Using MODS to Describe Cultural Heritage Resources

Speaker Rebecca Guenther
Rebecca Guenther has 35 years of experience in national libraries, primarily working on library technology standards related to digital libraries. Most of her professional life has been at the Library of Congress developing national and international standards related to metadata. She hasserved on numerous standards and implementation committees, several as ...

Rebecca Guenther has 35 years of experience in national libraries, primarily working on library technology standards related to digital libraries. Most of her professional life has been at the Library of Congress developing national and international standards related to metadata. She hasserved on numerous standards and implementation committees, several as chair, is widely published in professional literature, and has given many tutorials, workshops and presentations. She recently began to explore use of semantic web technology and the potential of linked data. She left the Library of Congress in August 2011 to work as a consultant on metadata development and planning. She currently lives in New York and is again working for LC on MODS, PREMIS and the Bibliographic Framework Transition Initiative, teaching in NYU's Moving Image Archiving and Preservation Program, and doing assorted other consultant activities.

Full Description

As digital resources have exploded, the world has recognized the need for tagged metadata and a number of descriptive metadata formats have emerged. The Metadata Object Description Schema (MODS) was developed in the early 2000s as a derivative of the MARC format to provide an XML format that is highly compatible with MARC and maintains much (but not all) of its richness. It has had wide implementation especially in the digital library community as a descriptive metadata schema that allows for minimal data loss from rich MARC catalog records and works well with XML data. This workshop gives an overview of its purpose, design principles, data elements, and how it is being implemented particularly in digital library projects. It will also touch on its relationship to the Bibliographic Framework Transition Initiative.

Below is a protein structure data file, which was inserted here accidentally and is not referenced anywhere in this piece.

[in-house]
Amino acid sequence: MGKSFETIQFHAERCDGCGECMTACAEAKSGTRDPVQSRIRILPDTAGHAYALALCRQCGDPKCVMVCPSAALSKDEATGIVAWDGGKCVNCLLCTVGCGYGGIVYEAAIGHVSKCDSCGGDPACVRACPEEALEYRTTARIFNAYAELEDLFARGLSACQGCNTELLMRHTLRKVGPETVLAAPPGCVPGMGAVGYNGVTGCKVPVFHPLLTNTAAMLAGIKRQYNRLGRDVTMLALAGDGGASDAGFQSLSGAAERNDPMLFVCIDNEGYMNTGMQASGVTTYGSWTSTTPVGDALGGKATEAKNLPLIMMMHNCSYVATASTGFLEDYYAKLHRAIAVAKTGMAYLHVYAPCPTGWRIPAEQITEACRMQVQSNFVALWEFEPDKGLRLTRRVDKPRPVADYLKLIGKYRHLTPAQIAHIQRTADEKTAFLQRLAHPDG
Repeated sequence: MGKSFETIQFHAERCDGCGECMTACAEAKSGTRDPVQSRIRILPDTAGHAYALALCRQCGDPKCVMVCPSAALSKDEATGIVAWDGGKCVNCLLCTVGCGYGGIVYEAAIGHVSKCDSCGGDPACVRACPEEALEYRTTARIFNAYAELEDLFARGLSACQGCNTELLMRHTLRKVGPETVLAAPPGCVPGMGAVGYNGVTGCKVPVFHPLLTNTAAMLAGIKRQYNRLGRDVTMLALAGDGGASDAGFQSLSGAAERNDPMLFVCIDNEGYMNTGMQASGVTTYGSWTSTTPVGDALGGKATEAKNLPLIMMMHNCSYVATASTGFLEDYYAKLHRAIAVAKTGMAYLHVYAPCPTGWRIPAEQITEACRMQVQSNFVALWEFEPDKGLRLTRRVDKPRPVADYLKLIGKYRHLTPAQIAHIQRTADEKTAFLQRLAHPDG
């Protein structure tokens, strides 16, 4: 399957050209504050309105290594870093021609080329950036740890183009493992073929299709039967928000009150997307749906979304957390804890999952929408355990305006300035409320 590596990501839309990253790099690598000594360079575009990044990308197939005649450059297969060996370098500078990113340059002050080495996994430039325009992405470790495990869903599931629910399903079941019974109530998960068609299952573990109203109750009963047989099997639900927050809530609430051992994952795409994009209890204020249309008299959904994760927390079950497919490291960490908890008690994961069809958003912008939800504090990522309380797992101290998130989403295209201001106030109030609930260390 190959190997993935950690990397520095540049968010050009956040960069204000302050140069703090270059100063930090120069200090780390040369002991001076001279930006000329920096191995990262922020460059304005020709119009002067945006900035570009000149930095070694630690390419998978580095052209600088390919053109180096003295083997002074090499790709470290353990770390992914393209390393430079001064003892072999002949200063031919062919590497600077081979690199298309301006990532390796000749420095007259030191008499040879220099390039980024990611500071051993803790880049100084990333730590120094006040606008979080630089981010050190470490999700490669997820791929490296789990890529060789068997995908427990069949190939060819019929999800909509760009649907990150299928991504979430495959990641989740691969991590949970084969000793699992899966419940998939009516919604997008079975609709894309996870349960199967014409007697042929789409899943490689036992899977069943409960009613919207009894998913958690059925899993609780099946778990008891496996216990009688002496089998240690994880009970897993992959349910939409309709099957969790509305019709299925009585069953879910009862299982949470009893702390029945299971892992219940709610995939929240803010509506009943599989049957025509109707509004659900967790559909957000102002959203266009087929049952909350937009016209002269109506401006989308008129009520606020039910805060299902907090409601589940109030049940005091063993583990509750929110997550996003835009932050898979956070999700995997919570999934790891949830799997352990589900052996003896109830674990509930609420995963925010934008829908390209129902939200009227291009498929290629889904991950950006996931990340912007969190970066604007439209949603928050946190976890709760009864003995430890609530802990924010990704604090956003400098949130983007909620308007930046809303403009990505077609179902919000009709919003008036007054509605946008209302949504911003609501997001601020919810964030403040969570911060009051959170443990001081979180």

Who should attend:
Librarians, archivists, and other information professionals (e.g. in museums) who are implementing new approaches to metadata, especially for digital projects

Objectives:

  • To understand why MODS was developed and how it relates to MARC
  • To understand the design principles of MODS
  • To explore the companion format MADS for authority data and see how it works with MODS descriptions
  • To gain a knowledge of the main elements and subelements of MODS and how it repackages MARC elements
  • To see how MODS works with other metadata formats such as METS, MARC, and EAD
  • To explore how MODS has been implemented, especially in digital libraries
  • To consider use of MODS and MADS in a Linked Data environment
  • To consider how MODS is related to the Bibliographic Framework Transition Initiative

When?

Fri, Jun. 21, 2013
10 a.m. - 4 p.m. US/Eastern

How Much?

Event has ended

Where?

METRO Training Center
57 East 11th Street, 4th Floor
New York, NY 10003